“Working from outdoors, he looked for scenes he could endow with personal symbolic meaning(s)—to connote human suffering or express the whirling of natural forces.”[i]
Affandi’s paintings are imbued with symbolic meanings to connote basic human conditions. Hence, the Barong dance depicted here is not only a portrayal of an extraordinary event, but also symbolizes the eternal struggle of these opposite forces. Demonstrated through an explicit emotional resonance with his chosen subject matters via the action of painting, the Barong is a motif that the artist revisits time and time again during his trips to Bali.
Bali was a place of refuge for Affandi; an island that was alluring not only for it’s culture and folklore but as a site that was removed from the chaos of the cities of Indonesia. The island became a place where, through his practice, he could reflect and revel in both the physical and spiritual worlds. The Barong was a symbol of opposing forces that to the Balinese, hold numerous connotations and each of Affandi’s individual Barong paintings were singular in expressing them. Executed in 1980, the beast as subject matter is depicted alone, signifying its glorious triumph. By capturing boldly the feisty spirit of the Barong, the painting can be seen as a reflection of the times; perhaps, the work alludes to the relative political instability surrounding Indonesia in the 1980’s and suggests through implicit symbolism, that forces of good will always trump evil.
Painted in the artist’s signature chaotic style, Barong is executed with quick, spontaneous strokes that capture an animated spirit. Applying paint directly from the paint tubes onto the canvas, Affandi did not mix his pigments to mimic nature; rather he sought to capture the primal energy of the depicted moment. Using mostly primary colors to represent these principle forces of nature, Affandi spreads the paints with his fingers, palms and wrists. In this vein, the artist aimed to present his subject matter in their most raw and direct manner.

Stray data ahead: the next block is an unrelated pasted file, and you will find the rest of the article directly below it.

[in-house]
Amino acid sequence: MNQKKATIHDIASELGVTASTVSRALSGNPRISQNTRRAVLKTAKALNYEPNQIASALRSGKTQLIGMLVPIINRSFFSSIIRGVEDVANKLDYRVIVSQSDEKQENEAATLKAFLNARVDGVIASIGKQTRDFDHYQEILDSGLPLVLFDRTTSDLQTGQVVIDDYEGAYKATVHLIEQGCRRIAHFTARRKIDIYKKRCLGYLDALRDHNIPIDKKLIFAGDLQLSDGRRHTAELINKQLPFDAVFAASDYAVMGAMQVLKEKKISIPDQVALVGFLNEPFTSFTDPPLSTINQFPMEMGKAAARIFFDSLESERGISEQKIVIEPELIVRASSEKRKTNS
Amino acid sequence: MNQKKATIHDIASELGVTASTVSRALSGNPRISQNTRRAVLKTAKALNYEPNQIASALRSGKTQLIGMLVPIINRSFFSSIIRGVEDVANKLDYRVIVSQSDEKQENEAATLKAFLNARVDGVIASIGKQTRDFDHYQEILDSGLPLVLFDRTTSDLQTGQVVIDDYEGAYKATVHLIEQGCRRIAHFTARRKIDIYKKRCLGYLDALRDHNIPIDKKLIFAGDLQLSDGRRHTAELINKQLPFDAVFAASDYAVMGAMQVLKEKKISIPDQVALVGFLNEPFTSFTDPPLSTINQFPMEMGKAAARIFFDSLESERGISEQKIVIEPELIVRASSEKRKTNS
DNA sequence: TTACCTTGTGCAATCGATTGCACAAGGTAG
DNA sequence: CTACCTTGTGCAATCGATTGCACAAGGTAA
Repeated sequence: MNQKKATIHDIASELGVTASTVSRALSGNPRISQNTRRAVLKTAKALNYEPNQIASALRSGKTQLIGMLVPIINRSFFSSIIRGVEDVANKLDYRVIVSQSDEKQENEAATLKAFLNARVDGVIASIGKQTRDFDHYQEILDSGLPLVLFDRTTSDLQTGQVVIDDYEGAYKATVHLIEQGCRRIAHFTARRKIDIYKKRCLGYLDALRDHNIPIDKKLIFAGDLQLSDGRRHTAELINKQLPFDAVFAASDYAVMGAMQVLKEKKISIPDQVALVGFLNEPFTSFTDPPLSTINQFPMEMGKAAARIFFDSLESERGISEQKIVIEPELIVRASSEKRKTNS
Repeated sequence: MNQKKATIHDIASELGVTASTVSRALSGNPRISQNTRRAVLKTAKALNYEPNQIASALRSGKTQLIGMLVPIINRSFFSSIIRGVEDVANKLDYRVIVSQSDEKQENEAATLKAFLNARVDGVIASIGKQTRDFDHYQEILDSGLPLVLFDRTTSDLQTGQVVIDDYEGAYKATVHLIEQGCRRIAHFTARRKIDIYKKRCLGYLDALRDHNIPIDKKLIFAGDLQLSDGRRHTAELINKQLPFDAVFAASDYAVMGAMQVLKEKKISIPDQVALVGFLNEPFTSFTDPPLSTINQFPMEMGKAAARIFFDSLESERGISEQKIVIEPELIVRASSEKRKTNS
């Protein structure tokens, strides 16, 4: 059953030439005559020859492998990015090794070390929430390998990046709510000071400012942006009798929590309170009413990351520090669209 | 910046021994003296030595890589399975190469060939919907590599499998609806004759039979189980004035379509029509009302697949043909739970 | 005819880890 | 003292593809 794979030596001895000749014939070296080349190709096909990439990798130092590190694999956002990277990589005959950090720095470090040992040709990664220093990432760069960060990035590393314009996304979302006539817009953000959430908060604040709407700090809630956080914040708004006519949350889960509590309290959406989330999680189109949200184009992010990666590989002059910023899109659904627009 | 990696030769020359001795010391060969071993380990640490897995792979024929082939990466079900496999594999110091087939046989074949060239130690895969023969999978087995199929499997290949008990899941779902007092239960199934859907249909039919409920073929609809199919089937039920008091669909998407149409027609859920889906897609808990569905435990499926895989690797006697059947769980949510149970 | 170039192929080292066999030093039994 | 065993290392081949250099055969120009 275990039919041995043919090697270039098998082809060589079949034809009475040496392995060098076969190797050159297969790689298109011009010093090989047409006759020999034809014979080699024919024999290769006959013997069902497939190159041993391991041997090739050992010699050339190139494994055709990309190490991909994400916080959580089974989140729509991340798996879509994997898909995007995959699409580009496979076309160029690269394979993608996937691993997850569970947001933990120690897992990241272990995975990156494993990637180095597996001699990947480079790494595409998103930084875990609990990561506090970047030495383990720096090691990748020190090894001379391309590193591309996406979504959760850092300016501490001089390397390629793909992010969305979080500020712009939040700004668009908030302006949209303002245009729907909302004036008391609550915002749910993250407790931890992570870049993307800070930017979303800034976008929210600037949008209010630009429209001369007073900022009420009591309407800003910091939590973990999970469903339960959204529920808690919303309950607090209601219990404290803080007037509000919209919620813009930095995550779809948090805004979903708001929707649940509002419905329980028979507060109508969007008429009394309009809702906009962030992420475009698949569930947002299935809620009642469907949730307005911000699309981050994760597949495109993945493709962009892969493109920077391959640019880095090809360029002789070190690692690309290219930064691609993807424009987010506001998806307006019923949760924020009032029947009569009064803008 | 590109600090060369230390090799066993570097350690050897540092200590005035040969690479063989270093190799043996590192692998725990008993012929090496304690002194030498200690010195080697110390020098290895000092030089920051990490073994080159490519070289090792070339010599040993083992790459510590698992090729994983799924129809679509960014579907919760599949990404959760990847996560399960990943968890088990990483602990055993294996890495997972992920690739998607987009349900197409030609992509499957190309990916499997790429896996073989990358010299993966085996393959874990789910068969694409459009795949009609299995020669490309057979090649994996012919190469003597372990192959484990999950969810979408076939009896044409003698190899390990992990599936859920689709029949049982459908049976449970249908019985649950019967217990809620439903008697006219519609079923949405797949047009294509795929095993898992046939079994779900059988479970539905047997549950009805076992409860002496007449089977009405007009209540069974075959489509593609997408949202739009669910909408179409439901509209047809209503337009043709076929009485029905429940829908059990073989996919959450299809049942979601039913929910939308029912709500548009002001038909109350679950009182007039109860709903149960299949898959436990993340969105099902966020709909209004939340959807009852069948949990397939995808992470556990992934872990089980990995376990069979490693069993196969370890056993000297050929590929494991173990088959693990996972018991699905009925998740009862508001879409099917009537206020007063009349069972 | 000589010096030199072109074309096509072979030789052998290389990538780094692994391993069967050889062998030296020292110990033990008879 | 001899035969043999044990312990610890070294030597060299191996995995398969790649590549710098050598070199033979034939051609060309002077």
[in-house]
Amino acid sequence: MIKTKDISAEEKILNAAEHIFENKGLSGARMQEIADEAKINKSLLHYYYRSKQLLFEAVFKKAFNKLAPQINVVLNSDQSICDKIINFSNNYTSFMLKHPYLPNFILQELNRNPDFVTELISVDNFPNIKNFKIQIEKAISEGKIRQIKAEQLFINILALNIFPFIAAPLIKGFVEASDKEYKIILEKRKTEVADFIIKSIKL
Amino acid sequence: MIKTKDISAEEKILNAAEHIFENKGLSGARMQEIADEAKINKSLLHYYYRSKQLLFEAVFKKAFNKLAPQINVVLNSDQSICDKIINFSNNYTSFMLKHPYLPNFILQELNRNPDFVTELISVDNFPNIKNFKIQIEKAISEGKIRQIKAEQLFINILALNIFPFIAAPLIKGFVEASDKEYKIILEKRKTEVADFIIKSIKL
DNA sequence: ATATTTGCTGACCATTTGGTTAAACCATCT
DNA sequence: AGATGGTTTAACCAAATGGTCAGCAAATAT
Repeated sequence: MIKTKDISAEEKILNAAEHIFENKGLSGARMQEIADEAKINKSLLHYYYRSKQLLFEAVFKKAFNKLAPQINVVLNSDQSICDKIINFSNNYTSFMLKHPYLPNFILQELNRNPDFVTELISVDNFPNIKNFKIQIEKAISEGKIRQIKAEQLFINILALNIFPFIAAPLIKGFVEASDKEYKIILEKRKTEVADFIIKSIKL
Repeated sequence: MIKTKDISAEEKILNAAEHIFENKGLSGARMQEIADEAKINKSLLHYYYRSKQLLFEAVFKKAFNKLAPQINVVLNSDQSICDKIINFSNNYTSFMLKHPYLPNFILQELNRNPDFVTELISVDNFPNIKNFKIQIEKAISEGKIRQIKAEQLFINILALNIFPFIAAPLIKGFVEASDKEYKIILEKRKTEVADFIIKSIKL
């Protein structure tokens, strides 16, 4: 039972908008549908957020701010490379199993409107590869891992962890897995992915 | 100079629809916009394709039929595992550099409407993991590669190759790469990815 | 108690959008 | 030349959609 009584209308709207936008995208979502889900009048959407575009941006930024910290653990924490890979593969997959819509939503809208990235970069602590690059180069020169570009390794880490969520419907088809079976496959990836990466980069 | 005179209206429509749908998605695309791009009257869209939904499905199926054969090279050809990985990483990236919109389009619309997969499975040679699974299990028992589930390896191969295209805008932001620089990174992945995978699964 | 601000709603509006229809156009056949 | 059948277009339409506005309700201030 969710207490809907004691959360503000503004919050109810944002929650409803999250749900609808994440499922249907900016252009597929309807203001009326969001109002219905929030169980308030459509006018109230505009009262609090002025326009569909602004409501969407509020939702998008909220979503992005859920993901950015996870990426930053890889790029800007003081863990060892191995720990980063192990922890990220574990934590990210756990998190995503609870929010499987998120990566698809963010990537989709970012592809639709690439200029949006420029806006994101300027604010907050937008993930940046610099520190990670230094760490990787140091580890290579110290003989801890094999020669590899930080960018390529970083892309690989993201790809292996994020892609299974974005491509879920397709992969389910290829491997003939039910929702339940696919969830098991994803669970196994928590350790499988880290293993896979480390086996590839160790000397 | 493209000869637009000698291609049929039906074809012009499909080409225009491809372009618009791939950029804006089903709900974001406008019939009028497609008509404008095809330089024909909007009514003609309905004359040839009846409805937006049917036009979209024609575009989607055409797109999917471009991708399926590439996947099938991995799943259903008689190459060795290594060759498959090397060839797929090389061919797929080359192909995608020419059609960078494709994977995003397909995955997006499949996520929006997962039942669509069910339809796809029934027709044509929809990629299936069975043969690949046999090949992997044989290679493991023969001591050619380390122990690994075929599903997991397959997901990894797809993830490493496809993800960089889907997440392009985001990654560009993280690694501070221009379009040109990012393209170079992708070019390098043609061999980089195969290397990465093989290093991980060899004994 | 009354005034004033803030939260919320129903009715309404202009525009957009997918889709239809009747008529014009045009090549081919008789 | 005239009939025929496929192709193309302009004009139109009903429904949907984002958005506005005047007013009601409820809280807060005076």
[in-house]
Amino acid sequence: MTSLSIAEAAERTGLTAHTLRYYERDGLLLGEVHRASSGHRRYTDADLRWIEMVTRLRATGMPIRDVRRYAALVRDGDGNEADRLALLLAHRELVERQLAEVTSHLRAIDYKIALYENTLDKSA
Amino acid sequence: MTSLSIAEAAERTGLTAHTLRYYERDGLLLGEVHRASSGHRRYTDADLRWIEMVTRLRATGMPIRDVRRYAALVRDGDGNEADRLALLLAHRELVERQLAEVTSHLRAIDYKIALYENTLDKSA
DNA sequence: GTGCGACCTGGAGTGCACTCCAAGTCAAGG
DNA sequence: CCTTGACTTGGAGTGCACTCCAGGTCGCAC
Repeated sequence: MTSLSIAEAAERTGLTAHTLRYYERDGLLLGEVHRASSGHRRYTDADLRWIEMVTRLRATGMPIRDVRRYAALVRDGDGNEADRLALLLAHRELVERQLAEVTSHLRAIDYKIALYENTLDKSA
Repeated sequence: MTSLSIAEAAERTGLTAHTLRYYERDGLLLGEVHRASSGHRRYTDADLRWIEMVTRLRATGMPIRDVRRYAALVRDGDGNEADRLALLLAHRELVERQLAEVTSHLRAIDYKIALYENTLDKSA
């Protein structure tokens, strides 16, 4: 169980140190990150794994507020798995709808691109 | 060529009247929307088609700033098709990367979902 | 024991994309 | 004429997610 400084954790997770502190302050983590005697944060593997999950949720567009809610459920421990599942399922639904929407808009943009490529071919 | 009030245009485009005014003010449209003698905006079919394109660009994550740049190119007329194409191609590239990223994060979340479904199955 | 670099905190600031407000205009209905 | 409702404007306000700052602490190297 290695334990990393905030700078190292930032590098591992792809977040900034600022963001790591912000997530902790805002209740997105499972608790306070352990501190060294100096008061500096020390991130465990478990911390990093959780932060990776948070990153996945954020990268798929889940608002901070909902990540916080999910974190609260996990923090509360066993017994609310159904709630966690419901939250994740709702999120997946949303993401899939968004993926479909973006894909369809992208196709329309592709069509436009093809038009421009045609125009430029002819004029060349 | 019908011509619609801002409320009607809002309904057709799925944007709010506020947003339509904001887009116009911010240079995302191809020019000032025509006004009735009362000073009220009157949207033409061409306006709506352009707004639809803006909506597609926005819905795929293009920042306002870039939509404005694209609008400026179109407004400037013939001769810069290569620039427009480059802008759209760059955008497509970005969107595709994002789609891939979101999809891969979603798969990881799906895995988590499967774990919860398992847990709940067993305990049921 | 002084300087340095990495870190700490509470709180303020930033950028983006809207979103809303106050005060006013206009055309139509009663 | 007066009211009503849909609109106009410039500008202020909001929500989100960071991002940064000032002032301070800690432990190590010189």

The dancing Barong which occupies the majority of the pictorial space, asserts the creature’s daunting and almost intimidating presence. The head of the beast is detailed in bright red; its eyes lively and fearsome. The body of the beast, usually made of palm leaf fibers, is delineated with long flurried lines, creating a vision of exaggerated movement. The dark dyes of the fibers in black, red and yellow are conveyed via thick swirls and swivels of impasto, emphasizing dramatically, the body of the Barong. Finally, the green parasol descending from above on the upper right periphery of the painting heightens the dynamic nature of the scene and symbolizes a celebratory moment.
Every pilgrimage to Bali was deemed a visual and symbolic stimulus and was cathartic to Affandi. His frequent visits resulted in some of the most exquisite works bursting with color and life. Through his artistic practice, Affandi captures, celebrates and deliberates on the human condition as an observer; a participant and reveler of life in this world and beyond. A dynamic and vigorous composition, the present lot is a classic image by the expressive artist, one that exemplifies his perseverance to return to and capture places and moments that profoundly moved him.
[i] Jean Couteau, “Affandi in Indonesia”, ed. Sardjana Sumichan, Affandi Volume II, Binta Lestari Budaya Foundation and Singapore Art Museum 2007, p. 39
Please call 1-800-555-5555 to order a print catalog for this sale.
Online Registration to Bid is Closed for this Sale. Would you like to watch the live sale?Watch Live Sale